Do It Yourself

Know where your water main is

In an emergency such as a burst pipe, you may determine it necessary to completely turn off your home’s main water supply.

It is important to locate your water main before such a situation occurs. Then, mark it clearly with a tag or a by painting the handle red. More importantly, share this information with family members, caretakers, housesitters and other who may need to take action.

How to check for leaks

If you suspect a leak in your toilet, place a small amount of food coloring, laundry bluing or leftover brewed coffee in the tank after it has filled. If the color shows up in the bowl without flushing overnight, then you probably have a leak. This can result in losing up to 100 gallons per day—or more than 30,000 gallons a year if not repaired.

Another way that you can check for leaks in your home is by running a test on your water meter. Turn off all faucets and appliances that use water and be sure no one uses them during the testing period. Watch the meter for 15 minutes. If the dial moves, then you know there is a leak in your plumbing system.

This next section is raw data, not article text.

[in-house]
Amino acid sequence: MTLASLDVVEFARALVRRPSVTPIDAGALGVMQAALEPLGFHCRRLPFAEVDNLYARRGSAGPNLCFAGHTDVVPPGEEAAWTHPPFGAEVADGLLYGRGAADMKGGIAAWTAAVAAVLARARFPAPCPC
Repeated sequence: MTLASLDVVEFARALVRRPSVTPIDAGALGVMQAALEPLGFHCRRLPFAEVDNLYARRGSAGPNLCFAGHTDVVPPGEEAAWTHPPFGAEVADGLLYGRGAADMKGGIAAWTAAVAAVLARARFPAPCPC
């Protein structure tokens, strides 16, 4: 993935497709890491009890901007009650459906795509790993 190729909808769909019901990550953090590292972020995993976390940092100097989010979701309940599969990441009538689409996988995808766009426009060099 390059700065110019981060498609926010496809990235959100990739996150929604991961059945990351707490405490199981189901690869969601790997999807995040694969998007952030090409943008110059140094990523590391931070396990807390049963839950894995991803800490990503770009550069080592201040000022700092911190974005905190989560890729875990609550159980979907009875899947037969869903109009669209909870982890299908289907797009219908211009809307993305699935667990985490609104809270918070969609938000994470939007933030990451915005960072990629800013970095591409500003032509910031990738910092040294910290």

Unknown or ignored leaks can be the source of a tremendous amount of water waste each year. In fact, a slow drip can waste 15 to 20 gallons a day, or over 6,000 gallons per year! So, take note of any apparatus that is leaking and repair it immediately.

Replace a washer

Many times, leaks are the result of worn washers. This can be remedied by first shutting off the water supply to the faucet, which is usually located under the sink. If the faucet does not have its own valve, then shut off the main valve. Next, remove the handle of the faucet, take out the worn washer and replace it with a new one of the exact size. Replace the faucet handle and turn on the water supply.

Additionally, hose washers should be replaced annually.

Conservation and Education

Monitor Your Water Usage

Watersaving Tips

1,4-Dioxane: What you Need to Know

Water and Environment

Do It Yourself

Fact Sheets